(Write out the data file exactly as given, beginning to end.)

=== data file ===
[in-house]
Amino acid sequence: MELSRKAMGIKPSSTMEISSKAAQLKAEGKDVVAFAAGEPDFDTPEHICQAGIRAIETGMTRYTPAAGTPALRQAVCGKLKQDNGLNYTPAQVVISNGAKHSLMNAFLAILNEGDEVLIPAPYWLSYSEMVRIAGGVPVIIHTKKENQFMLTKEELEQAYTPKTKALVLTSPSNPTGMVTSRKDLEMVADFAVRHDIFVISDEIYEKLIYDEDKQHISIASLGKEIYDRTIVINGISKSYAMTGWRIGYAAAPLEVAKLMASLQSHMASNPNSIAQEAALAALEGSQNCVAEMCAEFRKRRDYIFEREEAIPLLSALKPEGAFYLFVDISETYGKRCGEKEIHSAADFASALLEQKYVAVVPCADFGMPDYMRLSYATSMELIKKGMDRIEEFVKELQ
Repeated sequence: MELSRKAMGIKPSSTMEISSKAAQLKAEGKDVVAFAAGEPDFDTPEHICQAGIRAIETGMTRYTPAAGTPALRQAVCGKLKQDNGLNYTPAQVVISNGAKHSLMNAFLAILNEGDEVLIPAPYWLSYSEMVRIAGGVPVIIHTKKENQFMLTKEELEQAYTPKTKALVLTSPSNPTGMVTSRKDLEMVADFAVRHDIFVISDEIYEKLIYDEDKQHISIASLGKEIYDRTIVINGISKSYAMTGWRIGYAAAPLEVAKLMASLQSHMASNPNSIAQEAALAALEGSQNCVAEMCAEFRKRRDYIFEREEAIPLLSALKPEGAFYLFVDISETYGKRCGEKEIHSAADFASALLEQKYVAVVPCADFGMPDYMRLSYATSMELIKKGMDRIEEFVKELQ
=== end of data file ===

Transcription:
[in-house]
Amino acid sequence: MELSRKAMGIKPSSTMEISSKAAQLKAEGKDVVAFAAGEPDFDTPEHICQAGIRAIETGMTRYTPAAGTPALRQAVCGKLKQDNGLNYTPAQVVISNGAKHSLMNAFLAILNEGDEVLIPAPYWLSYSEMVRIAGGVPVIIHTKKENQFMLTKEELEQAYTPKTKALVLTSPSNPTGMVTSRKDLEMVADFAVRHDIFVISDEIYEKLIYDEDKQHISIASLGKEIYDRTIVINGISKSYAMTGWRIGYAAAPLEVAKLMASLQSHMASNPNSIAQEAALAALEGSQNCVAEMCAEFRKRRDYIFEREEAIPLLSALKPEGAFYLFVDISETYGKRCGEKEIHSAADFASALLEQKYVAVVPCADFGMPDYMRLSYATSMELIKKGMDRIEEFVKELQ
Repeated sequence: MELSRKAMGIKPSSTMEISSKAAQLKAEGKDVVAFAAGEPDFDTPEHICQAGIRAIETGMTRYTPAAGTPALRQAVCGKLKQDNGLNYTPAQVVISNGAKHSLMNAFLAILNEGDEVLIPAPYWLSYSEMVRIAGGVPVIIHTKKENQFMLTKEELEQAYTPKTKALVLTSPSNPTGMVTSRKDLEMVADFAVRHDIFVISDEIYEKLIYDEDKQHISIASLGKEIYDRTIVINGISKSYAMTGWRIGYAAAPLEVAKLMASLQSHMASNPNSIAQEAALAALEGSQNCVAEMCAEFRKRRDYIFEREEAIPLLSALKPEGAFYLFVDISETYGKRCGEKEIHSAADFASALLEQKYVAVVPCADFGMPDYMRLSYATSMELIKKGMDRIEEFVKELQ